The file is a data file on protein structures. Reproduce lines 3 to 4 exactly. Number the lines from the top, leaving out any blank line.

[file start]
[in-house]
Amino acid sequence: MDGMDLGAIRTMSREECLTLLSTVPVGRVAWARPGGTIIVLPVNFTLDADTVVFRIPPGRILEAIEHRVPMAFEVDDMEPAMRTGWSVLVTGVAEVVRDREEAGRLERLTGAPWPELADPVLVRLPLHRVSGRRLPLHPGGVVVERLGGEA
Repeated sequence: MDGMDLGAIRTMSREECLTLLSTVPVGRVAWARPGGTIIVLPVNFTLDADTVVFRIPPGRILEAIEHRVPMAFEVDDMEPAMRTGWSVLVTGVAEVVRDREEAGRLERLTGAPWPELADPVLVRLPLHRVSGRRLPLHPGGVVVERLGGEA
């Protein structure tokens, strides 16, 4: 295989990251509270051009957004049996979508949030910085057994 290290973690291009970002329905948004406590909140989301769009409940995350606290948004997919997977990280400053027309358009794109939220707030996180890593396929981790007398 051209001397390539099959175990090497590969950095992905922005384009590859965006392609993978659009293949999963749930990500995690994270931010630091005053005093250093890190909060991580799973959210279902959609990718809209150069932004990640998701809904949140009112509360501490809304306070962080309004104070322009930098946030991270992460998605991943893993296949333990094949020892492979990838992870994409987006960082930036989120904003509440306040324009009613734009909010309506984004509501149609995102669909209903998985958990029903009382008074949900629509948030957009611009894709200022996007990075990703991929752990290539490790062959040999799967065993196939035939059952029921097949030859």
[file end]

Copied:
Repeated sequence: MDGMDLGAIRTMSREECLTLLSTVPVGRVAWARPGGTIIVLPVNFTLDADTVVFRIPPGRILEAIEHRVPMAFEVDDMEPAMRTGWSVLVTGVAEVVRDREEAGRLERLTGAPWPELADPVLVRLPLHRVSGRRLPLHPGGVVVERLGGEA
């Protein structure tokens, strides 16, 4: 295989990251509270051009957004049996979508949030910085057994 290290973690291009970002329905948004406590909140989301769009409940995350606290948004997919997977990280400053027309358009794109939220707030996180890593396929981790007398 051209001397390539099959175990090497590969950095992905922005384009590859965006392609993978659009293949999963749930990500995690994270931010630091005053005093250093890190909060991580799973959210279902959609990718809209150069932004990640998701809904949140009112509360501490809304306070962080309004104070322009930098946030991270992460998605991943893993296949333990094949020892492979990838992870994409987006960082930036989120904003509440306040324009009613734009909010309506984004509501149609995102669909209903998985958990029903009382008074949900629509948030957009611009894709200022996007990075990703991929752990290539490790062959040999799967065993196939035939059952029921097949030859």